by Jayson P. Wade
Paxton Ingram, a junior at Madison High School, did something that most people dread or never want to think of. Paxton made the choice of running the River of No Return endurance race. There are three race events: 25 Km(15.53 miles), 50 Km(31.07 miles), and 108 Km(67.1 miles). The race Paxton chose was the 50 Km.
Paxtons dad found the River of no Return while on Facebook and brought it up to Pax during the 2015 cross-country season. “ I decided that my spring activity would be to train for the 50k,” said Ingram.
Training for a race like this takes time. “To prepare for this I asked Coach Barrus for what I should do. I ended up with a 16 week program,” says Ingram. This training program would give Paxton upto 50 miles a week. “ I was surprised because it was a pretty long race for him to be doing.I knew with proper training he would be fine” says Coach Steve Barrus.
This was the first time Paxton has ever done an endurance race. Ingram just didn’t skip doing the half marathon he went bigger than doing a marathon.
The day before the race he wasn’t planning to work late, but that isn’t how it went. He got up to Challis at midnight. At 4:30, Ingram was awoken by the 108k runners who were just starting their race. Paxton was only able to get four and a half hours of sleep before his race.
From the start of the race to mile 12 there is 2,917 feet of elevation gain. That is 243 feet per mile of elevation gain. “The once fast pace turned into a walk-when-climbing and run-on-flat sequence” says Paxton. The 50km has 7802 feet of elevation gain.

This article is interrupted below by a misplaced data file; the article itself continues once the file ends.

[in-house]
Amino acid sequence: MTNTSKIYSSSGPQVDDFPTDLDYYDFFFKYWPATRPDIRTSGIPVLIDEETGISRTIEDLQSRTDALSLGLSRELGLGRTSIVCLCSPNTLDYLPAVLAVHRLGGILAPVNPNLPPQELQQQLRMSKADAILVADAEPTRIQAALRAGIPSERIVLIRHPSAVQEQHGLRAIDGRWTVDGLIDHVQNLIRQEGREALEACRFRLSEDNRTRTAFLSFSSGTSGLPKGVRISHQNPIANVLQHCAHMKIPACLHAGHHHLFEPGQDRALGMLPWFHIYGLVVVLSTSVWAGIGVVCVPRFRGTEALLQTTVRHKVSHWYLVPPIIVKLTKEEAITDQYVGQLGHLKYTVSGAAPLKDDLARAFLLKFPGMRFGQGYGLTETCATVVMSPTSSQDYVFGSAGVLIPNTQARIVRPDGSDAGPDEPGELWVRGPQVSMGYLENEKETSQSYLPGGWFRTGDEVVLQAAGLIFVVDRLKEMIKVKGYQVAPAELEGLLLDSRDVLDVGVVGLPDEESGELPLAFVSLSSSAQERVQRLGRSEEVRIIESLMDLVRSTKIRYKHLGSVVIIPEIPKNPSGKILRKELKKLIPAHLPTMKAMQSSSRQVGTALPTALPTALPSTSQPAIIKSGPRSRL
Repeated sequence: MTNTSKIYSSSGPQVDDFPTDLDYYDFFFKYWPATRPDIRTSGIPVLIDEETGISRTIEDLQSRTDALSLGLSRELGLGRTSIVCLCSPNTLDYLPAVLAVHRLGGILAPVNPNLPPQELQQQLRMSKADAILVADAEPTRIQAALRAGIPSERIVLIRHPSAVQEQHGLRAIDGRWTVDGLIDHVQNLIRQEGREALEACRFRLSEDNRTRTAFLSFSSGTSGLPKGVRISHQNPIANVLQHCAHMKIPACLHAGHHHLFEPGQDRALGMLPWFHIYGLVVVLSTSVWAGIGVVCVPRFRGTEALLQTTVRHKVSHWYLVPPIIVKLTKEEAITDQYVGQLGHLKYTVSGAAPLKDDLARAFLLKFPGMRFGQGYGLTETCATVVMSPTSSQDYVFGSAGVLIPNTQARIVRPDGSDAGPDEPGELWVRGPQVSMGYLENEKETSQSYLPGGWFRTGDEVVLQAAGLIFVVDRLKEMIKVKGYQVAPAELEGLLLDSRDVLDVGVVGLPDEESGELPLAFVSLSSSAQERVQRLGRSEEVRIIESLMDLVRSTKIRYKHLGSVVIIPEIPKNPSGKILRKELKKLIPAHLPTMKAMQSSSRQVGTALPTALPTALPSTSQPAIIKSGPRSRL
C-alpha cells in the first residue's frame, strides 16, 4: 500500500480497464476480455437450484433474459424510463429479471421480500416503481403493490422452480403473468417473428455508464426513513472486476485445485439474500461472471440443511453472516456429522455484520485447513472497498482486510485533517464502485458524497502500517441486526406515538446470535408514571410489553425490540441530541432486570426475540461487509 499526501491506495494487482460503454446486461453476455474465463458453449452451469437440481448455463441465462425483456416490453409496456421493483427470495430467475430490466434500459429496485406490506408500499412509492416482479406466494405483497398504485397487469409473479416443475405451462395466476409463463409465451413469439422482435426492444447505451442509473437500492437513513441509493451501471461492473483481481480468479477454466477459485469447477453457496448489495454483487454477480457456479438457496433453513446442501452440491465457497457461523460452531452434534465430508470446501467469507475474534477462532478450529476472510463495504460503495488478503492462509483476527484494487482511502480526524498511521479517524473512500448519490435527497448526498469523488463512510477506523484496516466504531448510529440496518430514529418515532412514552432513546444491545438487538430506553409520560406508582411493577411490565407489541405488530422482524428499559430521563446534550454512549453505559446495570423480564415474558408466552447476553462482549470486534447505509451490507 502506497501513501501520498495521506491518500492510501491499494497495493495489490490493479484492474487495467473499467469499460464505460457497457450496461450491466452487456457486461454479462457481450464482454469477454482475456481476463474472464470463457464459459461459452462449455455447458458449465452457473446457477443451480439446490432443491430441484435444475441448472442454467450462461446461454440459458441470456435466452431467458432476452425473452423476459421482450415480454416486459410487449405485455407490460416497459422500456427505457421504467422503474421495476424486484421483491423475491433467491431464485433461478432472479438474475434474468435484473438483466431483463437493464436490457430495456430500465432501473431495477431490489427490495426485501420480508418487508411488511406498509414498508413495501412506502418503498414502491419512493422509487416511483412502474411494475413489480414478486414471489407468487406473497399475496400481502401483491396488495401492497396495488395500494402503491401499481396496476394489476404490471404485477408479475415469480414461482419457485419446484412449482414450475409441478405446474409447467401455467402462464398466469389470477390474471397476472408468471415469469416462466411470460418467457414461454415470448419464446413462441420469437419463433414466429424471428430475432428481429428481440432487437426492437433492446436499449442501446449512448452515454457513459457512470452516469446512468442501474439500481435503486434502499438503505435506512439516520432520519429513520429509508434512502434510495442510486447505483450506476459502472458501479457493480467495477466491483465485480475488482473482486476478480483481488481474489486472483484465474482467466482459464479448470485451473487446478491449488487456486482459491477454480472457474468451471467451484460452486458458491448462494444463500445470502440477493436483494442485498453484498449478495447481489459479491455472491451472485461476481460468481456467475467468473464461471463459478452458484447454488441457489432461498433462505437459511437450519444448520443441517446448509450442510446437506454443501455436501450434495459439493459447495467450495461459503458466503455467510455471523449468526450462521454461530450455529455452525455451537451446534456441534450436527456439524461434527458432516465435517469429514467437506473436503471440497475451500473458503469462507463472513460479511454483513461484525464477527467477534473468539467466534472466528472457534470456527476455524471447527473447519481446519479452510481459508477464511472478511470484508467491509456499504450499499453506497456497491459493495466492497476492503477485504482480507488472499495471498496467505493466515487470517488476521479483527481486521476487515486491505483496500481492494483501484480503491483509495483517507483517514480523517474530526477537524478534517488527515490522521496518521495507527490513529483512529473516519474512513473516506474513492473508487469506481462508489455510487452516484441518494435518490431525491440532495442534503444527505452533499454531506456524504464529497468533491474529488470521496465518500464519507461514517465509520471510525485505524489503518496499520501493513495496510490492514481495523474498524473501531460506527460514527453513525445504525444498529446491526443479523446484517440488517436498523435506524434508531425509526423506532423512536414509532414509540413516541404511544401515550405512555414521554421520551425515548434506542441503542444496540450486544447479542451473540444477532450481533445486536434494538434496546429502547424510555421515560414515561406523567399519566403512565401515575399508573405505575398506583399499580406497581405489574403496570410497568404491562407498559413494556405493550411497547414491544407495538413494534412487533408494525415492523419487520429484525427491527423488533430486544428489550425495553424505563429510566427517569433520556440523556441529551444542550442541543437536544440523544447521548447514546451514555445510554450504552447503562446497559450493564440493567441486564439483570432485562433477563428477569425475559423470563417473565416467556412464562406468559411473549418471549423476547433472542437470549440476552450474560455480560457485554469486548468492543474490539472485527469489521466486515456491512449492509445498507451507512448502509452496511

By mile ten he had blisters growing on his feet. Soon he became numb to the race at hand. Miles would fly under his feet without much notice. Finally after three hours of running up hill he came to the down hill. “I would just let my body relax and let gravity do her job.” he said.
“Before the race, I imagined the marathon mark would have a significant impact on me. Most people never imagine completing a marathon. However, out on the course, it simply meant that five miles remained to the finish line,” says Ingram. After the mile 25 aid station Paxton decided to start listening to music. The music help keep his pace. Each step was placed to the beat of the music.
Mile after mile Paxton finally came down to the last mile. “The last mile felt like the longest. It was like the road was a big treadmill.”
He ran 31.07 miles. He did it in 6:56:01. Ingram took 59 out of 144 runners. After doing the 50 km Paxton keeps running on the high school cross-country team and plans on doing similar or larger races in the future.